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so that a standard focal length is a little less than 25mm. Sometimes, you will see the term ‘equivalent focal length’, which means a focal length converted to its equivalent for a 35mm camera; this is done for people who are familar with the notation for 35mm/full-frame cameras. As more cameras are now fitted with zoom lenses, fewer manufacturers see the need to spell out the focal length in millimetres. The numbers, in other words, are not as important as the visual effect, which is whether the view will appear approximately as we see, or wider, or narrower, and this is the subject of the first project. Finding the standard focal length for your camera depends on the type of camera you have. Standard means an angle of view similar to the way we see although because of our peripheral vision, the comparison can never be exact. A useful guide is when the the focal length is roughly the same as the diagonal measurement across the sensor or film. With a 4/3 digital camera this will be about 20-25mm, with a full-frame digital or a 35mm film camera, it will be about 40-50mm. If your camera has a fixed lens with a fixed focal length, it is likely to be a little wider than standard; if it has a zoom lens, this will cover a range with standard close to the middle. Some cameras will show the focal length as you operate the zoom, others not. If you can set the lens to what you know is standard (20-25mm with a 4/3 camera or 40-50mm with a full-frame) do so now.

A 600mm lens was focused on the distant subject to give a very shallow depth of field. Attention is rapidly directed to the subject which is placed near the top of the frame.

The black-and-white image demonstrates how selective focus leads the eye of anyone looking at the picture to just one place in the frame.

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Exercise: Focal length and angle of view – all cameras
1 – 3 photographs

Point the camera at any scene, and keep both eyes open – one eye looking through the viewfinder, the other looking directly at the scene. If the lens is approximately standard in focal length you should notice that the objects seen through one eye should appear to be about the same size as through your other eye. This is what is meant by standard. If your camera is fitted with a zoom lens, adjust it by eye until the two views (unaided and through the viewfinder) appear equal. If there is a focal length scale on the body of the lens, make a note of the setting; if the lens does not have focal length markings, as many are nowadays, simply note how far the lens protrudes from the body when the zoom is set like this, and remember it. Now take a photograph and remember where you stood to take it, as you will need to return to this spot. Now, if you have a zoom lens, set it to its widest view; if you have interchangeable lenses, fit your wide-angle lens. The size of objects seen through the viewfinder will now appear smaller than they do to your unaided eye. Take one photograph. Adjust the zoom to its furthest telephoto setting, or fit a telephoto lens. Objects through the viewfinder now appear larger than they do unaided. Take one photograph. Have all three photographs printed onto A4 or 8x10 inch paper (or just the one photograph if you have a single fixed lens). Stand in front of the same scene at the exact position where you took the photograph and hold the ‘standard’ print in front of you at eye-level. Move it towards or away from you until the printed scene appears to be the same size as your view of the real scene. Make a note of the distance from your eye. What is it? You should notice that this is a comfortable viewing distance. Do the same with the wide-angle print. To make the objects in the scene appear the same as in real life, you will need to hold the print much closer. Note the distance. Do the same for the telephoto print, which you will need to hold much further away.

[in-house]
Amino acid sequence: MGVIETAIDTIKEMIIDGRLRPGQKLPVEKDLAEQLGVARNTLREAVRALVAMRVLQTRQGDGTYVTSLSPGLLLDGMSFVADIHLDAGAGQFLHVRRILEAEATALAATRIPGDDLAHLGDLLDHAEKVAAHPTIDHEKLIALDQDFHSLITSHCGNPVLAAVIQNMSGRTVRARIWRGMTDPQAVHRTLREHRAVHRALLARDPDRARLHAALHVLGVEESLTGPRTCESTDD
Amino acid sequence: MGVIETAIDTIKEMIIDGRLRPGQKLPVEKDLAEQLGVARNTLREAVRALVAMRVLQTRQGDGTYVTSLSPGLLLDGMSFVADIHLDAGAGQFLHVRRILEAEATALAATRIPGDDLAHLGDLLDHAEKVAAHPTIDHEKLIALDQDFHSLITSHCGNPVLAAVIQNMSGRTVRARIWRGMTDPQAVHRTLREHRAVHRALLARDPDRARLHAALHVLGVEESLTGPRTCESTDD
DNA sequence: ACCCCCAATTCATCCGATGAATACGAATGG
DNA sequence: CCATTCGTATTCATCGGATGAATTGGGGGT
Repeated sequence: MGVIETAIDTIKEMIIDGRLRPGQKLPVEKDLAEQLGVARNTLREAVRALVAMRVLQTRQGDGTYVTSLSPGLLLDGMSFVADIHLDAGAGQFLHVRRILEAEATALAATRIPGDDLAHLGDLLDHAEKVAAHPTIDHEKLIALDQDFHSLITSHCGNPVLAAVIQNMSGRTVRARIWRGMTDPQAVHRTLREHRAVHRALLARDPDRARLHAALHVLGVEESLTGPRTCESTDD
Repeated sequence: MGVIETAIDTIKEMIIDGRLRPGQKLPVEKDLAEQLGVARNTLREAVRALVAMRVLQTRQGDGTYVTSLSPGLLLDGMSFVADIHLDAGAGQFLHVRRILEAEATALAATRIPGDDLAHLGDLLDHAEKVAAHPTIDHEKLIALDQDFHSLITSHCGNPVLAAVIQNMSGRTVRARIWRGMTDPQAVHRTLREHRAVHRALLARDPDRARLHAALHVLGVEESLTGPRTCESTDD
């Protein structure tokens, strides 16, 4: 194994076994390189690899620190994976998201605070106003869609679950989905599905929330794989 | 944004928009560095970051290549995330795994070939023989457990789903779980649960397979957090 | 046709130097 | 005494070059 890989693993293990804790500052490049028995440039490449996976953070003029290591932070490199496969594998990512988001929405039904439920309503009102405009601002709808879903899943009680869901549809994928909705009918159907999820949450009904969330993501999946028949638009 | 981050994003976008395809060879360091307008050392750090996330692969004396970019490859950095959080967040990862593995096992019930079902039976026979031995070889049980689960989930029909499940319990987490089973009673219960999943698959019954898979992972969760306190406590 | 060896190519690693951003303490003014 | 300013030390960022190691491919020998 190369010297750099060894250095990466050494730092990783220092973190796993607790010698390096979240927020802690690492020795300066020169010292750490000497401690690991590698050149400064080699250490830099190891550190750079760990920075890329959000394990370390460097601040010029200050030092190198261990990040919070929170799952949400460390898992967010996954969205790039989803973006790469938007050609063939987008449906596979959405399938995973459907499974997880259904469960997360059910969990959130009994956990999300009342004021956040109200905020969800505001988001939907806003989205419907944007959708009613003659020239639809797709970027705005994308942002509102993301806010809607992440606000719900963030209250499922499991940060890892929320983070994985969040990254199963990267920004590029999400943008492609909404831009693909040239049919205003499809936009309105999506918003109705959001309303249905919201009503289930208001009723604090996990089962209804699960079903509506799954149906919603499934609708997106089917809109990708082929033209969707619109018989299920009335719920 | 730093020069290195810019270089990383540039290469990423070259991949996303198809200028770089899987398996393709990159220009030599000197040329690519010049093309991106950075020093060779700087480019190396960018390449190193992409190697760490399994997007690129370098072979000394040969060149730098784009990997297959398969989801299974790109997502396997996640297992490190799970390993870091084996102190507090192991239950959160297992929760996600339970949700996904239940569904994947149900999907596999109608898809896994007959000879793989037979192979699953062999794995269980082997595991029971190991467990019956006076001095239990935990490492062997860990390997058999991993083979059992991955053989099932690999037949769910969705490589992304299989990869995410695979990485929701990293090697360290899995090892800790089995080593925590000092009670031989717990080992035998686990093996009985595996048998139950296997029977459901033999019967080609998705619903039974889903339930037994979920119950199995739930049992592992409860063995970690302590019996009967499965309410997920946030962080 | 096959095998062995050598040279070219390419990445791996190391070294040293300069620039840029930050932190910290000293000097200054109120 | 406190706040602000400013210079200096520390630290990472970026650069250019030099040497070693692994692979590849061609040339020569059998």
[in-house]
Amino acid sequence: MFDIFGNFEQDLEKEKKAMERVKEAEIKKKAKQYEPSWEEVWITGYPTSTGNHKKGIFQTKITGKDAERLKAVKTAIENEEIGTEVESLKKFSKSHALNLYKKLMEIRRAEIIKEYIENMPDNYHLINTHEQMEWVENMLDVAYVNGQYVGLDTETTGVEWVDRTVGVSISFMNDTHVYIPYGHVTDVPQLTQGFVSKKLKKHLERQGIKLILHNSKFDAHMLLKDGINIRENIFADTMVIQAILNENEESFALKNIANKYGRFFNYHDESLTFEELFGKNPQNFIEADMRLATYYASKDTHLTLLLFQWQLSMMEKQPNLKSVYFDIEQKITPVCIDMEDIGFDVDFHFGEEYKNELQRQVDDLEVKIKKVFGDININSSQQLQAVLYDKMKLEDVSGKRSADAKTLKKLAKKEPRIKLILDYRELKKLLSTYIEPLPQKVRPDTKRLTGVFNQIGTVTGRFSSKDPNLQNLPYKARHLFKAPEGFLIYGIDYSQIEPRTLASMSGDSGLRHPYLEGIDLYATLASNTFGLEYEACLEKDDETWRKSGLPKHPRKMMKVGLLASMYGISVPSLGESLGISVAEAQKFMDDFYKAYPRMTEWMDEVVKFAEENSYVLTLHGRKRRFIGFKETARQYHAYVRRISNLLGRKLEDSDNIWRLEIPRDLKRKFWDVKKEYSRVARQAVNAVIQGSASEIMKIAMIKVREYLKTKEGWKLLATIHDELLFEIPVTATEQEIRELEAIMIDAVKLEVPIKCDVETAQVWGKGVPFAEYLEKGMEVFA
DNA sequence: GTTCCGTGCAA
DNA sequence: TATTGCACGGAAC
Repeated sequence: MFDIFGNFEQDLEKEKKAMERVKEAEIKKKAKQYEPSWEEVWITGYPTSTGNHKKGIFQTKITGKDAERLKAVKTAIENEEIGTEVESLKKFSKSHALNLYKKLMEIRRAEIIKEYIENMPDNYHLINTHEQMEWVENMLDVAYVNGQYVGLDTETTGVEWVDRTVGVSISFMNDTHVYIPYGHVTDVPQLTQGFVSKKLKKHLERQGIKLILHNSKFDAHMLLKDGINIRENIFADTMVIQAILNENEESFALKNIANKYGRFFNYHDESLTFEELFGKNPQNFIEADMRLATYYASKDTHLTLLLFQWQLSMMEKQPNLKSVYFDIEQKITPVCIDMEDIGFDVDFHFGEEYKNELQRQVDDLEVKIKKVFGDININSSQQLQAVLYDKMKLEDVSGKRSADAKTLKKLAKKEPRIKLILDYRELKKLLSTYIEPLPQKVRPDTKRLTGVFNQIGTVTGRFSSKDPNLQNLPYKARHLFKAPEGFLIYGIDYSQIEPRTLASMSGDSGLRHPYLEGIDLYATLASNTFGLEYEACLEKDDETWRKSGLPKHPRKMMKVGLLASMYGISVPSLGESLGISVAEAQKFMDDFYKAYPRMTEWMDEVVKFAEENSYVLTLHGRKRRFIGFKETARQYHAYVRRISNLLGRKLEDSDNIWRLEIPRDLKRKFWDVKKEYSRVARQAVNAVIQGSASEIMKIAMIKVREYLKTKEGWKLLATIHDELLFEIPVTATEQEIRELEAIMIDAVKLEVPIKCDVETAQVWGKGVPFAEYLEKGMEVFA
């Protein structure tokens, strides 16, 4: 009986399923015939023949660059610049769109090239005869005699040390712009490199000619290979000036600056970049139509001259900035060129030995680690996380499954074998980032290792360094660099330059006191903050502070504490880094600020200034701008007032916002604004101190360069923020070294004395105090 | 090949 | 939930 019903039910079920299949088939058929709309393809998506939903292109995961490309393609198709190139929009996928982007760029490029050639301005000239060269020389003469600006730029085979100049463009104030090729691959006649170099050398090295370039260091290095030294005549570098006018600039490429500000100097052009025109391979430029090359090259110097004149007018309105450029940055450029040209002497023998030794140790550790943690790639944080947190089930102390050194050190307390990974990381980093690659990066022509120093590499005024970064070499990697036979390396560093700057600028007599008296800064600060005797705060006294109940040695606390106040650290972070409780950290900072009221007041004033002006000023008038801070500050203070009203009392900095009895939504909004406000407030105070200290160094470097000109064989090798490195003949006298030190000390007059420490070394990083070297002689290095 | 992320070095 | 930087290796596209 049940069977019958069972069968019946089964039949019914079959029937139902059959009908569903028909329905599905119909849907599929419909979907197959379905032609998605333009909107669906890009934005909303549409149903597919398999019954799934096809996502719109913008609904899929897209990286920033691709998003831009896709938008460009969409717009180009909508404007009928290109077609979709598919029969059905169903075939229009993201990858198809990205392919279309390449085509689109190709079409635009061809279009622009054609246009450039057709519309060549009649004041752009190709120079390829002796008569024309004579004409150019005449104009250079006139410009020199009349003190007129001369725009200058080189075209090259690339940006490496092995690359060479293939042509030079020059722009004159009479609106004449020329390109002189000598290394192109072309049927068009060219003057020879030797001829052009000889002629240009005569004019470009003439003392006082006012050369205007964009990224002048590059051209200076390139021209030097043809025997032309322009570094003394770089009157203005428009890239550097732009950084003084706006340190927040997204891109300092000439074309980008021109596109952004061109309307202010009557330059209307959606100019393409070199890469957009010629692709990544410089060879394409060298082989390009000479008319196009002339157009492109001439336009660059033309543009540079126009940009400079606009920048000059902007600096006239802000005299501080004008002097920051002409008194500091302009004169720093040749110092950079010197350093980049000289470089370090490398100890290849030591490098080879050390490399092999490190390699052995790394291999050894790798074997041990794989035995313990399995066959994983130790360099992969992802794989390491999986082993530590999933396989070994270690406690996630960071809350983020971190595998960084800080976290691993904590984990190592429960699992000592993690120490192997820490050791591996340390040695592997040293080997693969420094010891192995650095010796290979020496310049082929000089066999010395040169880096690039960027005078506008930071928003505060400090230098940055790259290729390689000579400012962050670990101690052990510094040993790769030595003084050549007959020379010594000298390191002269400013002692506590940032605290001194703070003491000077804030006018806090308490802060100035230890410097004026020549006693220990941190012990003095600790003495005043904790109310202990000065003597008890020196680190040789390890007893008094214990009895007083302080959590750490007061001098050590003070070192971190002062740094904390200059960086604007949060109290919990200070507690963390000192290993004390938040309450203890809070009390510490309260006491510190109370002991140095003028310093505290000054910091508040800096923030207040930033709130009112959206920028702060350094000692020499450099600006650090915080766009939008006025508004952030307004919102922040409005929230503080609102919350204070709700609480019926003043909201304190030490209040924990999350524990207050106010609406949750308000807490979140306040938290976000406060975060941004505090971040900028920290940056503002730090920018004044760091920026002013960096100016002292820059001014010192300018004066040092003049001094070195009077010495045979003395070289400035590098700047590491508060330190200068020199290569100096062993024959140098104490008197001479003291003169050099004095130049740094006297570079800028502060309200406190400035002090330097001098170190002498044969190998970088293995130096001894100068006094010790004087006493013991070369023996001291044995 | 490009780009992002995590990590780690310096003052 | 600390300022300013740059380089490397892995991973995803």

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Project: Focus
When you focus on something, its image is made sharp; if you focus beyond it or in front the image will look soft. With an SLR camera, you view directly through the lens, and the way of focusing is completely straightforward — you focus visually until the view looks sharp. Autofocus cameras do this for you, but you should remember that they normally focus only on a small central area in the viewfinder – usually marked as a small rectangle. If your subject is off-centre, it will not necessarily be sharp, although the more sophisticated cameras may compensate fpor this, for instance by attempting to recognise a face in a scene and focusing on that. Your manual will explain this more fully. There is normally no question about where you should focus – right on the most important point of interest in the picture. But if there is considerable depth in the picture, from foreground to background, much of the view will be out of focus.

Exercise: Focus with a set aperture – cameras with a manual option
2 – 3 photographs

Find a scene which has depth — a wood full of trees, for example, a row of cars seen from an acute angle, or a crowded market. From the same place. Take two or three pictures, each focused on something at a different distance. (For this to work, the lens aperture must be wide – at its lowest f-stop number.) When the photographs are processed, compare them. Notice first how the sharp focus draws the attention, and also how a sharp subject stands out very clearly against the out-of-focus surroundings. Which version do you prefer? Enter in your learning log, as clearly as possible, why you prefer one photograph over another.